Does technology divide or unite generations?: Testing media richness and communication climate effects on communication satisfaction in the Indian workplace
Source of Publication
International Journal of Organizational Analysis
© 2019, Emerald Publishing Limited. Purpose: The purpose of this paper is to investigate the communication preferenc;s reported by different generations in the Indian workplace, as well as investigating the relationship between communication preferences, communication climate and employee satisfaction with the organizational communication. The authors therefore examined managers’ preferences for different communication media across two different generations, as well as their perceptions of the communication climate and their overall satisfaction with their organizations’ communication. Design/methodology/approach: The authors tested an interaction model comprising ease of use of communication medium, communication climate and communication satisfaction, on 822 Indian managers belonging to two different generations. In doing so, they used a survey to investigate managers’ preferences for different media, their perceptions of the communication climate within their organizations and their overall satisfaction with the communication that takes place. The authors drew on studies on media richness theory, on communication climate and on inter-generational differences. Findings: The findings show that while communication satisfaction in general was low across both generations, Generation Y employees recorded the lowest levels of satisfaction. In addition, a manager’s generational category does not moderate the relationship between media use and communication satisfaction, but it does moderate the relationship between communication climate and communication satisfaction. In terms of the ease of use associated with different types of media, the differences between the generations were largely stereotyped, although moderate media (VC, chat, voicemail) were preferred over rich media (face-to-face meetings) or lean media (fax, memos and emails), by all managers. Practical implications: Senior management in India must shed their bureaucratic mind-set to promote openness in the communication choices that are considered acceptable, leading to more effective decision-making and problem solving. Mobile phones, chats, wikis, podcasts, video-conferencing and email should be officially embedded into the organizational communication culture to facilitate state-of-the-art knowledge management practices. More multi-generational teams and mentorship programmes need to be implemented to make a wider variety of media acceptable to all managers, which will in turn improve communication satisfaction. Originality/value: This study is original in that it unpacks the influence of media use and communication satisfaction across Gen X and Gen Y, who will be moving into more senior positions in India in the next decade. In doing so, it provides a snapshot of organizational communication in an important emerging economy and provides recommendations as to how organizational communication may be made more effective in the future. Organizations in India and elsewhere can improve their organizational communication by enhancing transparency and by making a wider variety of media accessible, and therefore acceptable, to different generations of managers.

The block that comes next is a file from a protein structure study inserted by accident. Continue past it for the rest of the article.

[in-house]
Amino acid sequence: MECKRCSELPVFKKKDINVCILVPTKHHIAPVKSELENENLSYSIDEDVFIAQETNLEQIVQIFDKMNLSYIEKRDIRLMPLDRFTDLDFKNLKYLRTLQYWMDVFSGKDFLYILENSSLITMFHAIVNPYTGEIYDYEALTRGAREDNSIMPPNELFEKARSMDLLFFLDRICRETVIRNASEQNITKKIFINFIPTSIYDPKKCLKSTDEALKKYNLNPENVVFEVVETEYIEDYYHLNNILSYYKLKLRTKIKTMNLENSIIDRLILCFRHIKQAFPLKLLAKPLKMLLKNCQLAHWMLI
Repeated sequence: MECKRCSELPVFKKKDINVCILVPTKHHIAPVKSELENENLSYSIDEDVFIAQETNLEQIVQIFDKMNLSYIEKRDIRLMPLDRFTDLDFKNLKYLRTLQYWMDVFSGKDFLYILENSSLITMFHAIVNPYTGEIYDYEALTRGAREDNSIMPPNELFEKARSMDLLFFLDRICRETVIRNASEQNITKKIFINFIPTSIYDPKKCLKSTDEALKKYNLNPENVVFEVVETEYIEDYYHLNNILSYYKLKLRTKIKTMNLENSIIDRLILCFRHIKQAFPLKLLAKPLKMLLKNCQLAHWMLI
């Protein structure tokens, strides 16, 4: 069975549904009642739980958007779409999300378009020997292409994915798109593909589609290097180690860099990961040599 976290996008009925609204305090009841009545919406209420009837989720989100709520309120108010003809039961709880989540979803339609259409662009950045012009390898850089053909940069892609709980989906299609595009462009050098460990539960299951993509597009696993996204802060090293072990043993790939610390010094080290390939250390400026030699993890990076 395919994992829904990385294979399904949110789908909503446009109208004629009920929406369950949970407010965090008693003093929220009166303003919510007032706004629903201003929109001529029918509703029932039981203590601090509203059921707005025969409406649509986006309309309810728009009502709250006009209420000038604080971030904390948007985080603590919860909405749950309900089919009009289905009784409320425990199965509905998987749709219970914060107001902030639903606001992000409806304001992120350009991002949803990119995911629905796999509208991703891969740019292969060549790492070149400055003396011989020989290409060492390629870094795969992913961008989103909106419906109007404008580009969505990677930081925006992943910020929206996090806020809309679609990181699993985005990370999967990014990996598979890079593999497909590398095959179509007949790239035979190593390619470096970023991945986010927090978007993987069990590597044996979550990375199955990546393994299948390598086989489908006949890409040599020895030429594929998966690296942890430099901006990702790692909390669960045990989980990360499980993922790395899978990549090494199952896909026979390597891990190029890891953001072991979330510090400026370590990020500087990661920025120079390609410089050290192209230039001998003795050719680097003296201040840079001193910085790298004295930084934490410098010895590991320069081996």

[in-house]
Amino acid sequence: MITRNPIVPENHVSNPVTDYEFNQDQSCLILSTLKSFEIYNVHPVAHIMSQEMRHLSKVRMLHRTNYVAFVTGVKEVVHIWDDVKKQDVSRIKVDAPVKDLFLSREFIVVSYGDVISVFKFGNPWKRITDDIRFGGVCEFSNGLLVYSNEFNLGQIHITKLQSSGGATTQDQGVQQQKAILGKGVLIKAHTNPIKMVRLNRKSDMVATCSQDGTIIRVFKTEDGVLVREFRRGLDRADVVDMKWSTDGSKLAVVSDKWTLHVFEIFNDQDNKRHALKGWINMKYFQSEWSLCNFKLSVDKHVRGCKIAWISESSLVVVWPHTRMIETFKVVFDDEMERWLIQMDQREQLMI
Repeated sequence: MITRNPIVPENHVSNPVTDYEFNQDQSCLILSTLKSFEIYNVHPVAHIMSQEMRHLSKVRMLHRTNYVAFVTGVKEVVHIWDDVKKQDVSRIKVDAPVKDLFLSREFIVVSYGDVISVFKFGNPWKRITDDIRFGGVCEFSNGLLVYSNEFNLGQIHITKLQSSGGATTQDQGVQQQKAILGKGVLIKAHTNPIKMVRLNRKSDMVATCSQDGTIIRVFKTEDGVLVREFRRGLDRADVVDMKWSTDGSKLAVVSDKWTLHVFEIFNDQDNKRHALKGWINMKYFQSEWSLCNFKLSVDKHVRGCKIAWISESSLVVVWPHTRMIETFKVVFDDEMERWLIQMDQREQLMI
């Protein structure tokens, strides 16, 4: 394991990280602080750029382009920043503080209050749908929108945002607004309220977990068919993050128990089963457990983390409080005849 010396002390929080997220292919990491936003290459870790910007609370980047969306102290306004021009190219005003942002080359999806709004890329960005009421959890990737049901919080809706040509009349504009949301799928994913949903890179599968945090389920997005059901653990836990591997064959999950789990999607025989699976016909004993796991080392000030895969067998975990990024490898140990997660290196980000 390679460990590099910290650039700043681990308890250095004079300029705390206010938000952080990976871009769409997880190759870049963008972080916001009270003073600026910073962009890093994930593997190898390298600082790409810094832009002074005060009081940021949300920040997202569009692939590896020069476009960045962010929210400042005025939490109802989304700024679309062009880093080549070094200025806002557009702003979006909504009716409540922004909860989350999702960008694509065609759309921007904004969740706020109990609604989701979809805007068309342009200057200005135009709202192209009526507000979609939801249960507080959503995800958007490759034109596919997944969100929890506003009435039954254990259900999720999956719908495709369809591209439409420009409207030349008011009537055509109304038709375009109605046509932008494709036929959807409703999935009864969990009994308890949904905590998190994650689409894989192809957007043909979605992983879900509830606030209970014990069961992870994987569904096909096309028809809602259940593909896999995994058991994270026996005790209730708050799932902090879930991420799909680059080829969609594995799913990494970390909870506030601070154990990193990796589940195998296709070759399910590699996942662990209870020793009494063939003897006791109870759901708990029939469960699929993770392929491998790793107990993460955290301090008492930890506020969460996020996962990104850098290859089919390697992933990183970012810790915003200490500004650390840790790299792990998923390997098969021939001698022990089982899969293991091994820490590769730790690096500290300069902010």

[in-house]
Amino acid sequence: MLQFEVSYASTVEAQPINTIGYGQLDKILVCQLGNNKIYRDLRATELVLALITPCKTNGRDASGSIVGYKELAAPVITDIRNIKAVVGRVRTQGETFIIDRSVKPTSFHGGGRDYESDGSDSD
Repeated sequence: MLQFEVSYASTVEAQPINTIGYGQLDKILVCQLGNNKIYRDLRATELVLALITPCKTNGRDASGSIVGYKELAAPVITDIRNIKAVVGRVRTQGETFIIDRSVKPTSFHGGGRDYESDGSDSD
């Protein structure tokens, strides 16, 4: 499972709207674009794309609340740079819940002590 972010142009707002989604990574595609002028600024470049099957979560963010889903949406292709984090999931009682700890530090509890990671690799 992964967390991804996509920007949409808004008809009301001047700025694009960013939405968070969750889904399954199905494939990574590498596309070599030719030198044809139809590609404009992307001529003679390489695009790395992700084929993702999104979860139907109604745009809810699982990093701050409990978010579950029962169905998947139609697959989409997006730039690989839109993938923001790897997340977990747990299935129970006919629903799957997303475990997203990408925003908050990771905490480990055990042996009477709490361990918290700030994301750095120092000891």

Mehra, Payal and Nickerson, Catherine, "Does technology divide or unite generations?: Testing media richness and communication climate effects on communication satisfaction in the Indian workplace" (2019). Scopus Indexed Articles. 519.